Shearwater (n.) Any one of numerous species of long-winged oceanic birds of the genus Puffinus and related genera. They are allied to the petrels, but are larger. The Manx shearwater (P. Anglorum), the dusky shearwater (P. obscurus), and the greater shearwater (P. major), are well-known species of the North Atlantic. See Hagdon.
Shopkeeper (n.) A trader who sells goods in a shop, or by retail; -- in distinction from one who sells by wholesale.
Shovelboard (n.) A game played on board ship in which the aim is to shove or drive with a cue wooden disks into divisions chalked on the deck; -- called also shuffleboard.
Siphoniferous (a.) Siphon-bearing, as the shell of the nautilus and other cephalopods.
Slopseller (n.) One who sells slops, or ready-made clothes. See 4th Slop, 3.
Solfeggiare (v. i.) To sol-fa. See Sol-fa, v. i.
Spiegel iron () A fusible white cast iron containing a large amount of carbon (from three and a half to six per cent) and some manganese. When the manganese reaches twenty-five per cent and upwards it has a granular structure, and constitutes the alloy ferro manganese, largely used in the manufacture of Bessemer steel. Called also specular pig iron, spiegel, and spiegeleisen.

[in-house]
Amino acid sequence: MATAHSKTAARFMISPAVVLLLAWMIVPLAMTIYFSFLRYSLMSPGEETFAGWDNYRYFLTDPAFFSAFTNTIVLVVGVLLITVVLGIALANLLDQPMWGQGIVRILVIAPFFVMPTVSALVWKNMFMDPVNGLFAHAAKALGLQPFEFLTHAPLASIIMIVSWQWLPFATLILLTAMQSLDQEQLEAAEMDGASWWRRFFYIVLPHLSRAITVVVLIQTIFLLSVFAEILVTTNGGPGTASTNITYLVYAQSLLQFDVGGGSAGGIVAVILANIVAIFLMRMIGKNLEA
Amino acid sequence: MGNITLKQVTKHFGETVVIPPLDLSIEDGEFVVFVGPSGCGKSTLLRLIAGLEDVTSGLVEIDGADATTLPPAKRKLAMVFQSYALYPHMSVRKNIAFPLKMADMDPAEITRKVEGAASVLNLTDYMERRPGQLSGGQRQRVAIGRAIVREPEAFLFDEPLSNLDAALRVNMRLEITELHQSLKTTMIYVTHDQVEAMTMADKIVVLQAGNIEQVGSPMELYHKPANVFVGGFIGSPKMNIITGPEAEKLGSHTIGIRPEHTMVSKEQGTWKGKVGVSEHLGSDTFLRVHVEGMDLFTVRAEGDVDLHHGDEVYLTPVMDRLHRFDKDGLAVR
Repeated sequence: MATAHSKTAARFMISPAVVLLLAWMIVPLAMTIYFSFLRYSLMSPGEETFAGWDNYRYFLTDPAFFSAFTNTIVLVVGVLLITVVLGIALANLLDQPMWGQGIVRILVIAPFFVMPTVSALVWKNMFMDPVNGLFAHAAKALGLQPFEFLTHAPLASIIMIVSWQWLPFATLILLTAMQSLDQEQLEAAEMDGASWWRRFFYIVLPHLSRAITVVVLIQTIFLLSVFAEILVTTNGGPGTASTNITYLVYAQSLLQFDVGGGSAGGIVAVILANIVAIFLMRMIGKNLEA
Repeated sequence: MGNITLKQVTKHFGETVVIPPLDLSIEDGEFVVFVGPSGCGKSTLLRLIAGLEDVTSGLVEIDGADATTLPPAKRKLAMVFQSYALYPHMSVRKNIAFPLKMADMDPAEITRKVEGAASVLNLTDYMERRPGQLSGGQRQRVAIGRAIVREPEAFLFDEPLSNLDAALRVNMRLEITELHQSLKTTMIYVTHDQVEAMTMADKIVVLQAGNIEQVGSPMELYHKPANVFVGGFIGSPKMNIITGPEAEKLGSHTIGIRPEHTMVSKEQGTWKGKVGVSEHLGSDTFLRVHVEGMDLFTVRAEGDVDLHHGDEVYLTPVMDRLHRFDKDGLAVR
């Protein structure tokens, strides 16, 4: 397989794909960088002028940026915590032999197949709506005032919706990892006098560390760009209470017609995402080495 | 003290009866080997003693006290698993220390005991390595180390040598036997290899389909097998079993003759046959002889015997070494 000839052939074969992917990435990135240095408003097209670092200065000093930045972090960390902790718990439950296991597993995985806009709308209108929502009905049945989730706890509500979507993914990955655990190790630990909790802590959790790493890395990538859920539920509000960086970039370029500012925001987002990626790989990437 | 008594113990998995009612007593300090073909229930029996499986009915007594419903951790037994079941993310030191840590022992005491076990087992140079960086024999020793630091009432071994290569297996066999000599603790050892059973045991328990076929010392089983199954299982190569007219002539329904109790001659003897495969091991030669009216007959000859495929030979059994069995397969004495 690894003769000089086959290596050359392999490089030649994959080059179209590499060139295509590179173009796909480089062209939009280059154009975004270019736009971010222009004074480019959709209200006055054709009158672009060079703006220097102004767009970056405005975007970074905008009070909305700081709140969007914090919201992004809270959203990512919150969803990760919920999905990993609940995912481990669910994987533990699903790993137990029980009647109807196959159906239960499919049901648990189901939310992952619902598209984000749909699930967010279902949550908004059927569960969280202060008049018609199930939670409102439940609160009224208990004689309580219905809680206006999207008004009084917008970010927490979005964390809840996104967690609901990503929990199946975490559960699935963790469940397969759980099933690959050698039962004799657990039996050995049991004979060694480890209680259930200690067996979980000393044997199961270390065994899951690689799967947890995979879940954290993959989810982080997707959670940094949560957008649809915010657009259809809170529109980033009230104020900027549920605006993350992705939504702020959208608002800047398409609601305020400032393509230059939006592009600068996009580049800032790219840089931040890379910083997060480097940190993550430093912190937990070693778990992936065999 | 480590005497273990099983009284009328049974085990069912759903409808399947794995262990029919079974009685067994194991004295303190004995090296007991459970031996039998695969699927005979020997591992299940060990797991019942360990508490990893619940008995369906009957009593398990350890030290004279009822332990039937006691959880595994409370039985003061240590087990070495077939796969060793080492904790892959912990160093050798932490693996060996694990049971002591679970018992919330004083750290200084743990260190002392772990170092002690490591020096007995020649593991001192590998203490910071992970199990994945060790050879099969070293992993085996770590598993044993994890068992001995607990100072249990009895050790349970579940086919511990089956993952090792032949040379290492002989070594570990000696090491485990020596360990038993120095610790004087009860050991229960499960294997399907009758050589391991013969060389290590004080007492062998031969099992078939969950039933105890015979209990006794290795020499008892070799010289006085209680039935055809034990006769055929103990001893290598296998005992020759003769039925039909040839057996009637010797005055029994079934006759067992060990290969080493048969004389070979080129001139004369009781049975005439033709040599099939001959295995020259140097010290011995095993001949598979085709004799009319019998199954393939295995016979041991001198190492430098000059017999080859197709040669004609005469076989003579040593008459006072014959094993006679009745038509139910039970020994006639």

Splashboard (n.) A guard in the front part of vehicle, to prevent splashing by a mud or water from the horse's heels; -- in the United States commonly called dashboard.
Splendiferous (a.) Splendor-bearing; splendid.
Starmonger (n.) A fortune teller; an astrologer; -- used in contempt.
Stereometry (n.) The art of measuring and computing the cubical contents of bodies and figures; -- distinguished from planimetry.
Stichometry (n.) Division of the text of a book into lines; especially, the division of the text of books into lines accommodated to the sense, -- a method of writing manuscripts used before punctuation was adopted.
Subcontrary (a.) Having, or being in, a contrary order; -- said of a section of an oblique cone having a circular base made by a plane not parallel to the base, but so inclined to the axis that the section is a circle; applied also to two similar triangles when so placed as to have a common angle at the vertex, the opposite sides not being parallel.
Subtrihedral (a.) Approaching the form of a three-sided pyramid; as, the subtrihedral crown of a tooth.